The Americans are celebrating ten years of welfare reform and they really are celebrating. Signed into law by Bill Clinton (probably his greatest act) and drafted by Newt Gingrich’s Republican Congress, the Personal Responsibility and Work Opportunity Reconciliation Act (1996) has had a transformational effect on American welfare. These are some of the results as tracked by the conservative Heritage Foundation:
- "Overall poverty, child poverty, and black child poverty have all dropped substantially…
- Some 2.9 million fewer children live in poverty today than in 1995…
- Decreases in poverty have been greatest among black children… the poverty rate for black children is now at the lowest point in U.S. history….
- Hunger among children has been cut roughly in half…
- Welfare caseloads have been cut nearly in half and employment of the most disadvantaged single mothers has increased from 50 percent to 100 percent.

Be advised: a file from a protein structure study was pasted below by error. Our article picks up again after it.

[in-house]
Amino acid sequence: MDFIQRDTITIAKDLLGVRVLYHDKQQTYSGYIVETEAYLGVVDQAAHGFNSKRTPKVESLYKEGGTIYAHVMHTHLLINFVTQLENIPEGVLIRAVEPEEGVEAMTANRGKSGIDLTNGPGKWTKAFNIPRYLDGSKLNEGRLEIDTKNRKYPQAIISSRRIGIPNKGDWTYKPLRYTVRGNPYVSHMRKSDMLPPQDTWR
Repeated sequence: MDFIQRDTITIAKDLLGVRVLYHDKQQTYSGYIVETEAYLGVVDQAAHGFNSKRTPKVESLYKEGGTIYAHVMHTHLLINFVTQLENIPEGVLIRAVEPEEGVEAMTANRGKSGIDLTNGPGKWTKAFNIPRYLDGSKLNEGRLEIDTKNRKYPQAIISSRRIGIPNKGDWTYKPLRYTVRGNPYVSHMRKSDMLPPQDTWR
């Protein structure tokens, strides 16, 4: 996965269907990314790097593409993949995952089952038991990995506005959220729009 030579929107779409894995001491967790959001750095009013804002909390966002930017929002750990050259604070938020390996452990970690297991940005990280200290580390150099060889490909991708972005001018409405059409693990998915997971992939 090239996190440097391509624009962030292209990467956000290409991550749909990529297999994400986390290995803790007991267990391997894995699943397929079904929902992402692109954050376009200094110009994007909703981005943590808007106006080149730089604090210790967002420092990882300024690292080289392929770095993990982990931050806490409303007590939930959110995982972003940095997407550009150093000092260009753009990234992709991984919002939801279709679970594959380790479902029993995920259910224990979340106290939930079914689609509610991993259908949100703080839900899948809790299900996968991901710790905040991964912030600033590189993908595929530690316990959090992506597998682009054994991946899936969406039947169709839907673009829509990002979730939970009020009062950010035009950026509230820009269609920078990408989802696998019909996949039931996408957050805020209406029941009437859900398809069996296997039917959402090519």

- The explosive growth of out-of-wedlock childbearing has come to a virtual halt."
Welfare reform is just one of the pillars of American compassionate conservatism that UK Tories should learn from. [Next month Greg Clark MP – chairman of the welfare reform subgroup of Iain Duncan Smith’s social justice policy group – will be writing three articles for ConservativeHome on what he is learning].
The situation in Britain could hardly be more different. Many of Britain’s welfare ills were listed by Sue Reid in a depressing article for last week’s Daily Mail. New Labour, ‘Nixon-in-China’-style, had a great opportunity to transform welfare in 1997. It had a huge parliamentary majority, the goodwill of the British people and an economic inheritance that could have paid for serious welfare reform. Tony Blair’s instincts – as has often been the case – were good and he appointed Frank Field as Minister for Welfare Reform. But it all came to nothing. Gordon Brown roadblocked Field’s reforms and Labour rebellions (as yesterday’s The Business reminded us) scuppered the promise of a ‘hand-up, not a handout’.
Because of New Labour’s weakness many more Britons lead lives that are not as free and rewarding as their American counterparts. Resources that could be targeted on Britain’s most vulnerable people – the very old, the very sick and the very young – are instead being squandered. And Britain’s economy is ill-prepared for the ever more intense competition from the east.